Todd is recognized for his passion for his work. As he says, “It’s so important to be invested in what you’re doing, and you can’t manufacture it. There’s no artificial source for it. What you’re good at, and where you can make a difference, is very strongly associated with what moves you personally. For me, this area of work—humanity’s relationship with nature—is motivating for me on so many levels.” He adds, “Curiosity and creativity are the foundation. If you’re going to make progress, if you’re going to innovate, those are essential ingredients.”
Our conversation moved on to the origins and evolution of EWN. According to Todd, the foundational ideas go back a long time: “If you consider the people who were in North America thousands of years ago, you can see in their efforts what we today might call Engineering With Nature. In the modern era, you can trace these concepts back to the work of a number of different people in the 1960s, such as HT Odum at the University of Florida or Ian McHarg in the field of urban planning and landscape architecture and the publication of his seminal work, Design with Nature, in 1969.” Since then, there has been a progression from practical to a more formal applications in the early 2000s, leading to the Corps’ EWN initiative. As Todd notes, “In 2010 we had our formal kickoff of the Engineering With Nature Initiative, and it really focused on this idea of finding the sweet spot—this productive harmony between people, humanity, human systems, and nature.”
Today there are a lot of people and organizations working in this space. As Todd explains, “We’re benefitting from the ability to leverage technology to share and connect with each other. I think that is part of the reason why our progress in this space has been accelerating the way it has. We’ve been leveraging those channels to share our collective experience.” As an example, he notes the International Guidelines on the Use of Natural and Nature-Based Features for Flood Risk Management published by the Corps in September 2021 that brought together over 130 contributors and authors from more than 75 organizations around the world.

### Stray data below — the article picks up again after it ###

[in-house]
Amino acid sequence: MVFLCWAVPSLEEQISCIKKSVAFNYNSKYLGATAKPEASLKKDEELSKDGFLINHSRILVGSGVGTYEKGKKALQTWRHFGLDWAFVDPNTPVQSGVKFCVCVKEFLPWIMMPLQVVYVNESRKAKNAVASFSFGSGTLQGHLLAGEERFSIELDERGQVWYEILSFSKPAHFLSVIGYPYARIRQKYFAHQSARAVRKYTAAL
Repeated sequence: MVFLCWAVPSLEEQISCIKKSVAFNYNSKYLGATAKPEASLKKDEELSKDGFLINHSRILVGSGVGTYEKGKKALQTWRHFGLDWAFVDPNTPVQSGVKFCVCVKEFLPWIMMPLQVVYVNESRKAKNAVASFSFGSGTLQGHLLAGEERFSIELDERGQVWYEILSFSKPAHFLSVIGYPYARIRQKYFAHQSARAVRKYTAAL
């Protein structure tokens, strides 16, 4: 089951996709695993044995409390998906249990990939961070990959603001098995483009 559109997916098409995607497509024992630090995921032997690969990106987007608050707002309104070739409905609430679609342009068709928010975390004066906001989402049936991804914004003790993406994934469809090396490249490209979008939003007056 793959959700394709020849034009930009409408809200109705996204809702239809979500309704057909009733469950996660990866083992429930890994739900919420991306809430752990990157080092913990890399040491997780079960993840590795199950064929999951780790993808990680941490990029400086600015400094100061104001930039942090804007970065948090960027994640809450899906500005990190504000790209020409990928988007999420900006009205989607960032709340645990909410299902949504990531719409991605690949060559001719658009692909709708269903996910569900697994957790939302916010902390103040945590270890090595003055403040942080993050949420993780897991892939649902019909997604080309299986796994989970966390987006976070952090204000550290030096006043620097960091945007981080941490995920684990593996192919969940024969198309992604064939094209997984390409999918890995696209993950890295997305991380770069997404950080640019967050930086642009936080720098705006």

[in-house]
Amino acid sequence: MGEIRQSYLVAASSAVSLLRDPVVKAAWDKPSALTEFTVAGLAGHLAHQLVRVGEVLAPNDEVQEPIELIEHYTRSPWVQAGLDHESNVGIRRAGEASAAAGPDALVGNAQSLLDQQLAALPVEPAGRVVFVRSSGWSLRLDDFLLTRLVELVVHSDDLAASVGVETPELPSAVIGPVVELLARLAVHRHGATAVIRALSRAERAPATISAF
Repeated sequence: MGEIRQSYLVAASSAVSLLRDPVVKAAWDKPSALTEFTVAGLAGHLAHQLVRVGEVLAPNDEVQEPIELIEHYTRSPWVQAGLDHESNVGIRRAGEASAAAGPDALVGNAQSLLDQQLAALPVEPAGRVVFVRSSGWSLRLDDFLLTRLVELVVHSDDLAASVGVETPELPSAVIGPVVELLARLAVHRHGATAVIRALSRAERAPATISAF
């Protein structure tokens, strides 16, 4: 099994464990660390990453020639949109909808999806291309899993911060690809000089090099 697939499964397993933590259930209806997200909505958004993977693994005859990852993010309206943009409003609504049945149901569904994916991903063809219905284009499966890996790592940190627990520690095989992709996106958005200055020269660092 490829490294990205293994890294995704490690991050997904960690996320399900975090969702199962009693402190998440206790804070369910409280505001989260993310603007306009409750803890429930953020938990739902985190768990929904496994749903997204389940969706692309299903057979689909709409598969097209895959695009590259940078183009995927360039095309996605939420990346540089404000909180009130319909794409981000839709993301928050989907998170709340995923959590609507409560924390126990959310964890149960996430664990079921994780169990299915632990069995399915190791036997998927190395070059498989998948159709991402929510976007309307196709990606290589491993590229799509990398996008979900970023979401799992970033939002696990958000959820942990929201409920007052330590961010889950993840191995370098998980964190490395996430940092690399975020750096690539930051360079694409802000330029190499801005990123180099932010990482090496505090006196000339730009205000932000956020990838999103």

Looking to the future of EWN, Todd is optimistic and confident that EWN is in good hands. “As I’ve said before, many times, the future for Engineering With Nature is bright. The reason is a combination of many things, but one of the fundamental reasons is that the team is strong. The team within the Corps of Engineers and with our partners and stakeholders is well positioned to move forward and make great strides and great progress. I look forward to observing and contributing to that as I can. I’m just so impressed by the team members across our organization, including Jeff King who takes over as Lead of the EWN Program. I’ve sometimes said he’s my right hand, but that’s quite inadequate. I could say he’s my right side. I’m looking forward to watching him take EWN to the next level.”
After taking what he calls a “breather month” to recharge, Todd will become a professor in the College of Engineering at the University of Georgia. “I’m very much looking forward to having the opportunity to work with people and organizations across the country and around the world that want to move forward and to make progress in this area of work. And I’m really looking forward to spending time and effort investing in the next generation. I’m so impressed and really inspired by this next generation of students and how they’re combining their values and their passion to what they’re thinking about they’re going to do professionally. There’s just a lot of interest in EWN and nature-based solutions. I’m really looking forward to helping students and contributing to the educational reform I think that’s needed to be able to create future professionals that can work and collaborate in this area of partnering with nature.”